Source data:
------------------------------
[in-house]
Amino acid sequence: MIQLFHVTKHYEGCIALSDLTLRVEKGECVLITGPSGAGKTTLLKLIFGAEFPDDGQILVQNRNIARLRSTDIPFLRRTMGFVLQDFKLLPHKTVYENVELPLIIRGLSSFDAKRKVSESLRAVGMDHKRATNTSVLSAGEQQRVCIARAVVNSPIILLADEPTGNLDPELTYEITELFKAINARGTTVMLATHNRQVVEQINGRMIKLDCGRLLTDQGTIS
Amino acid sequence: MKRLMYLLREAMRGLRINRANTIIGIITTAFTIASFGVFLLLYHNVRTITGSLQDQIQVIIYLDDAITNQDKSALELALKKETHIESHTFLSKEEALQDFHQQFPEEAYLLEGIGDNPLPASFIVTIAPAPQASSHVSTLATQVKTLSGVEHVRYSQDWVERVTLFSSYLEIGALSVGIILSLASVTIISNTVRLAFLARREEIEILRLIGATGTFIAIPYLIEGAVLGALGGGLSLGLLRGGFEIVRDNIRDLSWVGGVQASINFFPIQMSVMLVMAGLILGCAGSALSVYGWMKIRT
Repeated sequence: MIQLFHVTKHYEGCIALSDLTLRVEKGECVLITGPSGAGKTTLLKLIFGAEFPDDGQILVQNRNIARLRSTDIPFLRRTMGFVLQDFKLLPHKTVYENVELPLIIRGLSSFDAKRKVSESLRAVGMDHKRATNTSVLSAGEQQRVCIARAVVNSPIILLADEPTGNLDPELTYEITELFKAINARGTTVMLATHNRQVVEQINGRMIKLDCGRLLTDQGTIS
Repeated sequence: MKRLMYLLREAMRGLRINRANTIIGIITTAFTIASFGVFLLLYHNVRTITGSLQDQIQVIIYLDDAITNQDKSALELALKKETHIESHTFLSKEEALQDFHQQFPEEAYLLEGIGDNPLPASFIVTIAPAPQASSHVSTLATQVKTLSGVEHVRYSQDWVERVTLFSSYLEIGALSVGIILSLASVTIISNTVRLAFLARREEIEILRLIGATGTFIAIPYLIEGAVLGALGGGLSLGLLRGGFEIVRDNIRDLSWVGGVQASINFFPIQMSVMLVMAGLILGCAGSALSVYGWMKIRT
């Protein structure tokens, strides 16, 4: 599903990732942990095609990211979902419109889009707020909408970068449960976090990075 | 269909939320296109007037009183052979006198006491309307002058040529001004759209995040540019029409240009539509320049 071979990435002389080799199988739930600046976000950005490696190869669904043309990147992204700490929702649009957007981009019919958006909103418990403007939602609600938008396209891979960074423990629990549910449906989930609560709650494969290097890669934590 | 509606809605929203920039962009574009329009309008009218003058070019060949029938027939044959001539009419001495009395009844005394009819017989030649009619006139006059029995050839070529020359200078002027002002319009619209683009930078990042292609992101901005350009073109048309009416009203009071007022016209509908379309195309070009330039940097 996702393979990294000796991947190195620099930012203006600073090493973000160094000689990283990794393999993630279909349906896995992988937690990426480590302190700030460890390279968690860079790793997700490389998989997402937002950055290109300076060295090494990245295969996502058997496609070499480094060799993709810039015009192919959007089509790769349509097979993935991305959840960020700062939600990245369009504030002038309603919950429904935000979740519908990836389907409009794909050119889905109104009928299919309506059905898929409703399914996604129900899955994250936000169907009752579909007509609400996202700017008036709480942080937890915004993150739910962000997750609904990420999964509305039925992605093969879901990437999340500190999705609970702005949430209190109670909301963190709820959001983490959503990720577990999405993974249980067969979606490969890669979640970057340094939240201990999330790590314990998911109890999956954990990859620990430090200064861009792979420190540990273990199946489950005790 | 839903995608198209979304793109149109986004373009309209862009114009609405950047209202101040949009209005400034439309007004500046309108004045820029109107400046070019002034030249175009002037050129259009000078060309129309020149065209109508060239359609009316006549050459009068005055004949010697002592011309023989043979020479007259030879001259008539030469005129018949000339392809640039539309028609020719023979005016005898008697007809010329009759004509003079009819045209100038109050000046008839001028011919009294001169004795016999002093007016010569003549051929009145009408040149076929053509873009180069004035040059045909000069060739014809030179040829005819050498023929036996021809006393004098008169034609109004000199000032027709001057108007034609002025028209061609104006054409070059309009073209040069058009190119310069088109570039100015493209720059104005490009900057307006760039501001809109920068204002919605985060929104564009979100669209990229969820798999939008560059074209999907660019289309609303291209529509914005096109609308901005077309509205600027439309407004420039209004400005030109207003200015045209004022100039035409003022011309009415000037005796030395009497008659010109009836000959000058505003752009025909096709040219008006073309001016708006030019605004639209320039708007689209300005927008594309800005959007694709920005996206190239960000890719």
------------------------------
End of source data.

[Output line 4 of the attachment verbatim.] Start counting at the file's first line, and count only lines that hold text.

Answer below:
Repeated sequence: MIQLFHVTKHYEGCIALSDLTLRVEKGECVLITGPSGAGKTTLLKLIFGAEFPDDGQILVQNRNIARLRSTDIPFLRRTMGFVLQDFKLLPHKTVYENVELPLIIRGLSSFDAKRKVSESLRAVGMDHKRATNTSVLSAGEQQRVCIARAVVNSPIILLADEPTGNLDPELTYEITELFKAINARGTTVMLATHNRQVVEQINGRMIKLDCGRLLTDQGTIS